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Consumers Reach Tipping Point on Gas Prices Spike: Survey Reveals Dramatic Behavior Changes

Published Dec 29th 2007, 5:47am by Jody DeVere in Featured Articles

Womensboard_2 With gas prices heading for $4 a gallon, consumers are making dramatic changes in driving and vehicle care behavior to save money, according to results of a new study by the Automotive Aftermarket Industry Association (AAIA).

Nearly six in 10 people surveyed claim their driving behavior has changed due to rising gas prices. One-third of motorists surveyed stated that they would make changes when the price of gasoline reached $3 a gallon, and another 32 percent would invoke driving behavior changes if prices reach $4 a gallon, according to the survey conducted by Opinion Research Corporation.

When asked how their driving behavior has changed because of rising gasoline costs, 90 percent said they are driving less and 75 percent revealed that they are better maintaining their vehicle. Other specific behavioral changes were carpooling more (31 percent), purchasing more fuel efficient vehicles (30 percent) and making greater use of public transportation (24 percent). Additionally, more than half of consumers claim they are capable of performing light maintenance and repair jobs themselves.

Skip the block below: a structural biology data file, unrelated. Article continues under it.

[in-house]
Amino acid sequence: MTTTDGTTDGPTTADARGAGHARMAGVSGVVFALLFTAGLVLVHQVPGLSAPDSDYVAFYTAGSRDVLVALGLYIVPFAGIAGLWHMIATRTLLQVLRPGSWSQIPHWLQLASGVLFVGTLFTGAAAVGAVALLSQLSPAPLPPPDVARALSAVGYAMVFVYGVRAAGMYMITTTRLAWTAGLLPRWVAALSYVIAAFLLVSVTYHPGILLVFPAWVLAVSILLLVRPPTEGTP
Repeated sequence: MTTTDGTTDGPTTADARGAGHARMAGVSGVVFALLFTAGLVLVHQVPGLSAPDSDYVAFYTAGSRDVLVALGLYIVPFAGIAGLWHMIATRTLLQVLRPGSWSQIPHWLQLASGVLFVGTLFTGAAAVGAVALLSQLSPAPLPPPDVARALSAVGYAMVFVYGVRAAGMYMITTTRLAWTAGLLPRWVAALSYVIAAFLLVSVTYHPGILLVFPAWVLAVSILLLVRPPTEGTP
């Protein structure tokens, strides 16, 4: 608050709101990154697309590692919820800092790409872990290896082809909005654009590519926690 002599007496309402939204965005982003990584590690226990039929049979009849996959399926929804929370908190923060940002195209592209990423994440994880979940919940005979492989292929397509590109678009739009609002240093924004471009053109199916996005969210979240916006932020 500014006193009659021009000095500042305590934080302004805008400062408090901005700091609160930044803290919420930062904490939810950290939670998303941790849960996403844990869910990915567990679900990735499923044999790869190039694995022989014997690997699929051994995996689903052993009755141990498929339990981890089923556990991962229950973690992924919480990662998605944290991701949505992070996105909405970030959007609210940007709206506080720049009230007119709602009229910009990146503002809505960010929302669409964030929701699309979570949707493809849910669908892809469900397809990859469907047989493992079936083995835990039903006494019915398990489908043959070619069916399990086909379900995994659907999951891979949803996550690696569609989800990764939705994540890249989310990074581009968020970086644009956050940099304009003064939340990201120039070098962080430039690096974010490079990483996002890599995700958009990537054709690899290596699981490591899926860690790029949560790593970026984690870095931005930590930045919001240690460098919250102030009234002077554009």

"The fact that motorists are more aware of how proper vehicle maintenance will improve fuel efficiency is great news for the automotive aftermarket," said Kathleen Schmatz, AAIA president and CEO. "Properly maintained and operating vehicles are not only more fuel efficient, they are safer and more environmentally friendly.

"And we are delighted to see that 54 percent of consumers consider themselves do-it-yourselfers with light maintenance and 12 percent feel they are capable of doing medium maintenance and repair jobs. This counters claims that the DIY market is dying."

Interviews were conducted online with 500 people, 21 years of age or older, who are responsible for the purchasing of fuel and the maintenance and repair of the vehicle they drive. The data was weighted according to gender, age and geographic region. The maximum error range is plus or minus four points at a 95 percent confidence level.

For more information on the survey, e-mail Rich White at or call 301-654-6664.

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